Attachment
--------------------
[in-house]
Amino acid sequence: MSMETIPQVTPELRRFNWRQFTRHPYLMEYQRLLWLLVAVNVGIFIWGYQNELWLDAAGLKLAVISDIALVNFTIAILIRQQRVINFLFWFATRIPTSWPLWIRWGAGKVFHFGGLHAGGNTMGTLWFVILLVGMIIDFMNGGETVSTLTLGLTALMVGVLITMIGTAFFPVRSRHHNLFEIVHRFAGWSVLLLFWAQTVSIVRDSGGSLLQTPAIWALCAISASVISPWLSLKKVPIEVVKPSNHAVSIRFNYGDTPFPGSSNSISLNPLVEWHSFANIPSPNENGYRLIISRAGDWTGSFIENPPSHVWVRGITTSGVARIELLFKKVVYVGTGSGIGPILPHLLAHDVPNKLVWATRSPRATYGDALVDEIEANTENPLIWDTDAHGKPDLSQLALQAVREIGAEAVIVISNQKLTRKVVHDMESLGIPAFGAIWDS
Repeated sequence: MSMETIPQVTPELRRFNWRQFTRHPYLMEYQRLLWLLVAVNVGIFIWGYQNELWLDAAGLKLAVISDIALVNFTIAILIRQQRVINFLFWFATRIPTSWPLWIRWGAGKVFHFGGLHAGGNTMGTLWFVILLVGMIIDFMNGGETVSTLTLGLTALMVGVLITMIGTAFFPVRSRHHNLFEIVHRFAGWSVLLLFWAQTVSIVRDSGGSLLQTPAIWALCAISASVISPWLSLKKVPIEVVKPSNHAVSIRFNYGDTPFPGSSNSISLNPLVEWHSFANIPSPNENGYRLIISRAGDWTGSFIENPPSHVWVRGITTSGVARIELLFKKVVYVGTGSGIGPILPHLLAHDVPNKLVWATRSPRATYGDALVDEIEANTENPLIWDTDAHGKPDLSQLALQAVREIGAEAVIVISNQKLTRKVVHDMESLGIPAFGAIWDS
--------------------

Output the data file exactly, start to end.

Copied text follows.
[in-house]
Amino acid sequence: MSMETIPQVTPELRRFNWRQFTRHPYLMEYQRLLWLLVAVNVGIFIWGYQNELWLDAAGLKLAVISDIALVNFTIAILIRQQRVINFLFWFATRIPTSWPLWIRWGAGKVFHFGGLHAGGNTMGTLWFVILLVGMIIDFMNGGETVSTLTLGLTALMVGVLITMIGTAFFPVRSRHHNLFEIVHRFAGWSVLLLFWAQTVSIVRDSGGSLLQTPAIWALCAISASVISPWLSLKKVPIEVVKPSNHAVSIRFNYGDTPFPGSSNSISLNPLVEWHSFANIPSPNENGYRLIISRAGDWTGSFIENPPSHVWVRGITTSGVARIELLFKKVVYVGTGSGIGPILPHLLAHDVPNKLVWATRSPRATYGDALVDEIEANTENPLIWDTDAHGKPDLSQLALQAVREIGAEAVIVISNQKLTRKVVHDMESLGIPAFGAIWDS
Repeated sequence: MSMETIPQVTPELRRFNWRQFTRHPYLMEYQRLLWLLVAVNVGIFIWGYQNELWLDAAGLKLAVISDIALVNFTIAILIRQQRVINFLFWFATRIPTSWPLWIRWGAGKVFHFGGLHAGGNTMGTLWFVILLVGMIIDFMNGGETVSTLTLGLTALMVGVLITMIGTAFFPVRSRHHNLFEIVHRFAGWSVLLLFWAQTVSIVRDSGGSLLQTPAIWALCAISASVISPWLSLKKVPIEVVKPSNHAVSIRFNYGDTPFPGSSNSISLNPLVEWHSFANIPSPNENGYRLIISRAGDWTGSFIENPPSHVWVRGITTSGVARIELLFKKVVYVGTGSGIGPILPHLLAHDVPNKLVWATRSPRATYGDALVDEIEANTENPLIWDTDAHGKPDLSQLALQAVREIGAEAVIVISNQKLTRKVVHDMESLGIPAFGAIWDS